Monday, August 3, 2015

KIDS @ 20

Twenty years ago this summer a low-budget movie about teenagers hanging out in Manhattan hit theaters. The movie had no stars and was shot in a documentary, cinema verite style (basically it was a 1990s American version of an Italian neo-realist film). It also had an unassumingly simple title: KIDS.

But oh ... the kids in this flick were doing very un-kid like things. Oh my, they were hardly paragons of youthful innocence. They were doing very nasty and quite disturbing things, like having sexual intercourse, and consuming drugs, and getting into street fights, and even skateboarding in a very dangerous manner. It was an expose, a "shocking" look at young'uns in America (or at least NYC) gone wrong. It was, as one reviewer at the time put it, "a wake up call to the world."

Yes, right under our noses and on our streets and in our buildings, teenagers were behaving very badly.

The "plot" of this film concerns a teenager named Telly who likes having sex with virgin girls when he's not hanging out with his friend Casper whose main interests are drinking 40 ounces of malt liquor and sticking tampons up his nose. Together, they spend a day "cold chillin'" in NYC with various friends. Meanwhile, a girl named Jenny that Telly previously de-flowered discovers that she has HIV -- and that means Telly, her only sexual conquest, was the culprit. She spends her time during this day trying to find him but can she do so before the self-described "virgin surgeon" strikes again? Oh my indeed.

One thing that's interesting to see in this movie, and what makes it something of an historical document, is that cell phones/smart phones and social media are totally absent in it. They didn't exist yet. Heck, these kids don't even have beepers! (Remember them?). Remember, this movie came out in the mid-1990s so Jenny actually had to track down Telly in person to inform him of her (really their) plight. Doubtless, today, Jenny would call or text Telly (assuming she had his number or knew someone who did) or she'd just go on Facebook and flame "THAT TELLY MUTHAFUCKA GAVE ME AIDS!"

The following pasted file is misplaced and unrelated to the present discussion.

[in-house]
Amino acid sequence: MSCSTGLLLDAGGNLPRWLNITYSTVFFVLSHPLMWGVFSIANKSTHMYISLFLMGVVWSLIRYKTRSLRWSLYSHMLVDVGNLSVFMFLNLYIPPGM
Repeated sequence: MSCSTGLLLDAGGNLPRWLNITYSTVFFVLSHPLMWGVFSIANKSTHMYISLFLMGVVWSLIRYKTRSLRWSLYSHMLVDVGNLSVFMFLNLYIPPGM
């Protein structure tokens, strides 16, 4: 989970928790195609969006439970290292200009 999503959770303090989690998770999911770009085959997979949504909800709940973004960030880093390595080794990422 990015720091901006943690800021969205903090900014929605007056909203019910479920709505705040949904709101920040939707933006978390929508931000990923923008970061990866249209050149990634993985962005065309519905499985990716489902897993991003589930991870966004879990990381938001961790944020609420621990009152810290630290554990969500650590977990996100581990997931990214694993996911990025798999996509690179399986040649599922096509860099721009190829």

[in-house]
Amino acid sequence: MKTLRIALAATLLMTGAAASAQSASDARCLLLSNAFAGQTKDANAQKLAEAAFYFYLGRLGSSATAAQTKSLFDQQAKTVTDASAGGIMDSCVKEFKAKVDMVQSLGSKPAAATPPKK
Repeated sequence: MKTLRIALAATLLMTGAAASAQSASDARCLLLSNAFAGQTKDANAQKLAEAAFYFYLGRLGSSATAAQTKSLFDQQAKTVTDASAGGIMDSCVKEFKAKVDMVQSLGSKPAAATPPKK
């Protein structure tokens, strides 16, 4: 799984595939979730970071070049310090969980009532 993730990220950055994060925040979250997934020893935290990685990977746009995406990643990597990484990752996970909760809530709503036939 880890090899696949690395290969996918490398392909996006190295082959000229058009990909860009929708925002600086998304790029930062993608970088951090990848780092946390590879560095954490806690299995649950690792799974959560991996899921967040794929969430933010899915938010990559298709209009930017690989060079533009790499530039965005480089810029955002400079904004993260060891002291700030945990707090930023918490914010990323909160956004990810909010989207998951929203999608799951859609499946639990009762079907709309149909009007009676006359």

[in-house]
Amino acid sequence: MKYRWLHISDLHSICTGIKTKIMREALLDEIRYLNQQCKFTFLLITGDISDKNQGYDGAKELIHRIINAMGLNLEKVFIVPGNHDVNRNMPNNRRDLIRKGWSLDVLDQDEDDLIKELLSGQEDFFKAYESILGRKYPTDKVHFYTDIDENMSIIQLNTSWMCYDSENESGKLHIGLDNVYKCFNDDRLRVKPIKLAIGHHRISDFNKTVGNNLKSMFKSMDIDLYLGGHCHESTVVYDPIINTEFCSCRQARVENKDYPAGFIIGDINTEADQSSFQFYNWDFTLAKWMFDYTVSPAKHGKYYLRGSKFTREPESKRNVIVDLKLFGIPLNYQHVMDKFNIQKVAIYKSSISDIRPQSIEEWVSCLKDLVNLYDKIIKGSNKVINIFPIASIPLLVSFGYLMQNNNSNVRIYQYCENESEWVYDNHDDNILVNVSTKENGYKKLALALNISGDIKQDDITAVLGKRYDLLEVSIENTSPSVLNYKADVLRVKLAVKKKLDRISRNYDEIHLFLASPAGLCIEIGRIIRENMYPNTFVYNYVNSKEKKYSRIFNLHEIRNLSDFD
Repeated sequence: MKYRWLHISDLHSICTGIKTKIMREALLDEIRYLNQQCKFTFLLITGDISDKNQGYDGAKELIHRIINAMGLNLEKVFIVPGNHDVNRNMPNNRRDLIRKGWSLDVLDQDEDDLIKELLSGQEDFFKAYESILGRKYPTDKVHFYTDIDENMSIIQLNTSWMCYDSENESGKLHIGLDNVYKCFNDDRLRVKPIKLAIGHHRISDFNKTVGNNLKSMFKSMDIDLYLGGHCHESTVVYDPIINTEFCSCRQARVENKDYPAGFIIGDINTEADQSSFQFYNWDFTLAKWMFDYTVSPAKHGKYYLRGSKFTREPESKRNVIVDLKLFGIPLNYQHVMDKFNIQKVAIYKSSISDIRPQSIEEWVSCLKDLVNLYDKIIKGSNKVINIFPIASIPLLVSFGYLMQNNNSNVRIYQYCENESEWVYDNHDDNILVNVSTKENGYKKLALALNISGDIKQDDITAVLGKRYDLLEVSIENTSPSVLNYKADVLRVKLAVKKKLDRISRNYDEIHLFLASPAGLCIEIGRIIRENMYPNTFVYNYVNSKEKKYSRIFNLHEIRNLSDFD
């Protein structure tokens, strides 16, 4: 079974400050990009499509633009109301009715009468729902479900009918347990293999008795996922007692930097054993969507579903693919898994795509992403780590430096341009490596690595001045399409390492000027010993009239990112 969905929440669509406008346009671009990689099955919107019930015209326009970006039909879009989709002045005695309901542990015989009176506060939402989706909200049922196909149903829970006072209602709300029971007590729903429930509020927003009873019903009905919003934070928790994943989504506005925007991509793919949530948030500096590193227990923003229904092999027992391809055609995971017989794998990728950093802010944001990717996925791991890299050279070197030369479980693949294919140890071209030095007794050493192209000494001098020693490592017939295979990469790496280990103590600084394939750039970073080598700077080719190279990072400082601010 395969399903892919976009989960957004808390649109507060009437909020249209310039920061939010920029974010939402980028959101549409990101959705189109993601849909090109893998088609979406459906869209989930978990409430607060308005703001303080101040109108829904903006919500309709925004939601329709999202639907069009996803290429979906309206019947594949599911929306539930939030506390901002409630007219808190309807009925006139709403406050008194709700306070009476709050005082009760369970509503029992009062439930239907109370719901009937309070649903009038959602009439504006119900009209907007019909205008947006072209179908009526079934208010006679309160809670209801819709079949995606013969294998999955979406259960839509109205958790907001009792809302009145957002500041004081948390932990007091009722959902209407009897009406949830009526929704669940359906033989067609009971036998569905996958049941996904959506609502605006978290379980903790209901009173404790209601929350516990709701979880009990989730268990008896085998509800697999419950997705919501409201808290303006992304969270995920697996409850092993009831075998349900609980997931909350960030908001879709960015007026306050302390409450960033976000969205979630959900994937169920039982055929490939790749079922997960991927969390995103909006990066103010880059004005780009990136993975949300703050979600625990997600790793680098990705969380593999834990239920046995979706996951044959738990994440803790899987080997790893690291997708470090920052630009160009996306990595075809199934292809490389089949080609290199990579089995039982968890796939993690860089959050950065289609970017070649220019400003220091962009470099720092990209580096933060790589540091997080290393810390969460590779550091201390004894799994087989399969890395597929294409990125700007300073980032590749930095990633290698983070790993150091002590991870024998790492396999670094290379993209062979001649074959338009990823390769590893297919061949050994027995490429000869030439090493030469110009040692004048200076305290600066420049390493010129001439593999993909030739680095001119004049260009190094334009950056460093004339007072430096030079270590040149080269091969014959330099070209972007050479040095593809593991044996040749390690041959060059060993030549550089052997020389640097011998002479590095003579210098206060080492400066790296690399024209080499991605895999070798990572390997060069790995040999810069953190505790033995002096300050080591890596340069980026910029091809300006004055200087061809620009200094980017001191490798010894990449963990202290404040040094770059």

I remember when this movie came out in '95. It was the summer I went to college. The movie was very controversial and very much discussed in the press. And then it was pretty much forgotten about. After all, once the shock value wore off, people were just left with watching a rather gross, tedious movie. That said, the movie had its virtues. KIDS did not moralize. It didn't claim to have any answers about the youth crises in America. It was just a look at a bunch of teenagers living lives of boredom in despair in the richest most powerful nation in history ever to bestride the face of the earth. It reflected the mirror to nature, made us look at the world we had created. And it sucked.

However, now that the film is older than most of the actors who were in it, those of us who were teenagers back then seem to be remembering it. Here's one article that is a retrospective of KIDS, of what it meant to American society and popular culture at the time, and its legacy today. And here's another one about many of the locations in NYC that appear in the film (it was shot in 1994) and what they look like today.

One thing about this movie that really dates it: the teenagers in it are clearly lower-middle class kids, kids who aren't academic geniuses or great athletes, kids whose futures seem very bleak. Today, in post-Bloomberg NYC, there are barely any lower middle class people in Manhattan anymore. If this movie was being made today, these kids would probably be hanging out in some of the rougher parts of the outer boroughs. KIDS takes place in the era when the great bad old days in NYC were ending and the Comeback city was emerging. Take, for instance, Washington Square park. Back then, it was a run-down haven for young people and the disaffected to hang out, do drugs, and get into trouble (in this movie, a scene in Washington Square park turns into a violent melee). But today, the park is ... bucolic ... serene ... a friendly place for families and NYU students alike. Today, if a bunch of kids beat someone up there in broad daylight, they would be arrested and booked within seconds.

In many ways KIDS is ... old.

The crime is gone. The AIDS crises has largely receded. Teenagers are having less sex and pot use is virtually legal. The city has changed. Now being a non-having sex, book loving, computer using nerd is considered cool, even sexy. Being a druggie loser has lost its appeal for many young people. But in looking back at this movie and at the time and place and issues of the day it addresses, you have to wonder, won't kids always be kids?